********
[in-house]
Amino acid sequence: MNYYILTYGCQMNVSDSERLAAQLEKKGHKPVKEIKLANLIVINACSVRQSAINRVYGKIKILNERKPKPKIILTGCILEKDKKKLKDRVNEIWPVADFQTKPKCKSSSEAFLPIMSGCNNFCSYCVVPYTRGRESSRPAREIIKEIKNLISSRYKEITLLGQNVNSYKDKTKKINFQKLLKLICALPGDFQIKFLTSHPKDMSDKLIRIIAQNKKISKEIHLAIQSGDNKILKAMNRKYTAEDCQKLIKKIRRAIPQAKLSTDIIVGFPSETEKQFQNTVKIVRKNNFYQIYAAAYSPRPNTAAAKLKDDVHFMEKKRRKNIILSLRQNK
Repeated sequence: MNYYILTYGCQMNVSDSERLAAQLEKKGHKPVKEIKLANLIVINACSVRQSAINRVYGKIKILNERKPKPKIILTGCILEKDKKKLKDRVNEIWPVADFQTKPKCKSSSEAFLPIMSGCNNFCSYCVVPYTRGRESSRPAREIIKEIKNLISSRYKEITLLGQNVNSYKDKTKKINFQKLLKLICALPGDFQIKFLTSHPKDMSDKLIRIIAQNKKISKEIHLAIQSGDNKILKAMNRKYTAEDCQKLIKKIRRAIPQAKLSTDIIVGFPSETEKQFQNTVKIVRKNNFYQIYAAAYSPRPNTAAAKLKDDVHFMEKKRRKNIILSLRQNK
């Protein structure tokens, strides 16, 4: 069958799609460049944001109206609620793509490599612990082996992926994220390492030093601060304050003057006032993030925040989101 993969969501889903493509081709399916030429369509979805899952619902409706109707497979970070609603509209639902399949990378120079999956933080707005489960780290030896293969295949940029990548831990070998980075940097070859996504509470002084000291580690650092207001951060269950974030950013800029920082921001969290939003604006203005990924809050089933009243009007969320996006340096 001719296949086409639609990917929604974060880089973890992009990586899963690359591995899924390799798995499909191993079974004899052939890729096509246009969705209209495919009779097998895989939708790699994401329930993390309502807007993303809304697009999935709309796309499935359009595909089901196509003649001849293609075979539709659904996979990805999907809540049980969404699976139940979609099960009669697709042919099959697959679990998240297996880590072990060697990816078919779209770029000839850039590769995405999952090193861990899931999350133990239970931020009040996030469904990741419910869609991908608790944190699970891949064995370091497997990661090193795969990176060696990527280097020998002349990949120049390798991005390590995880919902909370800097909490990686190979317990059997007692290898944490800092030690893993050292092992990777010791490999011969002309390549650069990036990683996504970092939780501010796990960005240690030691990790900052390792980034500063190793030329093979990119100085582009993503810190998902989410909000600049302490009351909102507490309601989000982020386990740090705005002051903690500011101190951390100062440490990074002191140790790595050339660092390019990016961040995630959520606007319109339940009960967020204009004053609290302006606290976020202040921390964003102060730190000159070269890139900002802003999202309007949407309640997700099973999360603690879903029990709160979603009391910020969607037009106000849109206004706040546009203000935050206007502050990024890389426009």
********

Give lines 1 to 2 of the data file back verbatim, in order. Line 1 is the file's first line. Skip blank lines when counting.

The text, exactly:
[in-house]
Amino acid sequence: MNYYILTYGCQMNVSDSERLAAQLEKKGHKPVKEIKLANLIVINACSVRQSAINRVYGKIKILNERKPKPKIILTGCILEKDKKKLKDRVNEIWPVADFQTKPKCKSSSEAFLPIMSGCNNFCSYCVVPYTRGRESSRPAREIIKEIKNLISSRYKEITLLGQNVNSYKDKTKKINFQKLLKLICALPGDFQIKFLTSHPKDMSDKLIRIIAQNKKISKEIHLAIQSGDNKILKAMNRKYTAEDCQKLIKKIRRAIPQAKLSTDIIVGFPSETEKQFQNTVKIVRKNNFYQIYAAAYSPRPNTAAAKLKDDVHFMEKKRRKNIILSLRQNK